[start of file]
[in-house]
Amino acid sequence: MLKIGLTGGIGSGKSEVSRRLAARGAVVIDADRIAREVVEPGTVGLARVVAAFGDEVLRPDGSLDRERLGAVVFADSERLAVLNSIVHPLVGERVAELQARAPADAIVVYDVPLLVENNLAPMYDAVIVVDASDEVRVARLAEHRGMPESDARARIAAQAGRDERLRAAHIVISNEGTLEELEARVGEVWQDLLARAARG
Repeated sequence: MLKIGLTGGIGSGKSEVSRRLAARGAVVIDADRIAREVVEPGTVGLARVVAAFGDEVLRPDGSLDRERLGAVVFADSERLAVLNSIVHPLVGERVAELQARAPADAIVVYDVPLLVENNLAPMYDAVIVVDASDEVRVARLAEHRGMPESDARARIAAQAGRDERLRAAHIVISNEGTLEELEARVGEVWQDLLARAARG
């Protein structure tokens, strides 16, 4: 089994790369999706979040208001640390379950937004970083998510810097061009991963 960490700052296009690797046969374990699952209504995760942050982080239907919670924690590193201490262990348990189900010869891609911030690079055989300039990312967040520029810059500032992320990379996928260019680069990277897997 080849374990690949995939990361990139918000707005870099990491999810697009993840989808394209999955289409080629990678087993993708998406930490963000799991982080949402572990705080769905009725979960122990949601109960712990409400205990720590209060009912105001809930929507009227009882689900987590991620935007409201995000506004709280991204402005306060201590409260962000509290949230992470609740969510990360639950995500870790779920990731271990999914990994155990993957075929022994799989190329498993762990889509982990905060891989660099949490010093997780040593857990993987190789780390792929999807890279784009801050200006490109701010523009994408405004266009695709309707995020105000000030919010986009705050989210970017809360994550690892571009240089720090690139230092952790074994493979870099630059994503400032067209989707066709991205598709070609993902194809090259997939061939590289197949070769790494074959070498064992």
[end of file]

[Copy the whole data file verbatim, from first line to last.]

[in-house]
Amino acid sequence: MLKIGLTGGIGSGKSEVSRRLAARGAVVIDADRIAREVVEPGTVGLARVVAAFGDEVLRPDGSLDRERLGAVVFADSERLAVLNSIVHPLVGERVAELQARAPADAIVVYDVPLLVENNLAPMYDAVIVVDASDEVRVARLAEHRGMPESDARARIAAQAGRDERLRAAHIVISNEGTLEELEARVGEVWQDLLARAARG
Repeated sequence: MLKIGLTGGIGSGKSEVSRRLAARGAVVIDADRIAREVVEPGTVGLARVVAAFGDEVLRPDGSLDRERLGAVVFADSERLAVLNSIVHPLVGERVAELQARAPADAIVVYDVPLLVENNLAPMYDAVIVVDASDEVRVARLAEHRGMPESDARARIAAQAGRDERLRAAHIVISNEGTLEELEARVGEVWQDLLARAARG
């Protein structure tokens, strides 16, 4: 089994790369999706979040208001640390379950937004970083998510810097061009991963 960490700052296009690797046969374990699952209504995760942050982080239907919670924690590193201490262990348990189900010869891609911030690079055989300039990312967040520029810059500032992320990379996928260019680069990277897997 080849374990690949995939990361990139918000707005870099990491999810697009993840989808394209999955289409080629990678087993993708998406930490963000799991982080949402572990705080769905009725979960122990949601109960712990409400205990720590209060009912105001809930929507009227009882689900987590991620935007409201995000506004709280991204402005306060201590409260962000509290949230992470609740969510990360639950995500870790779920990731271990999914990994155990993957075929022994799989190329498993762990889509982990905060891989660099949490010093997780040593857990993987190789780390792929999807890279784009801050200006490109701010523009994408405004266009695709309707995020105000000030919010986009705050989210970017809360994550690892571009240089720090690139230092952790074994493979870099630059994503400032067209989707066709991205598709070609993902194809090259997939061939590289197949070769790494074959070498064992």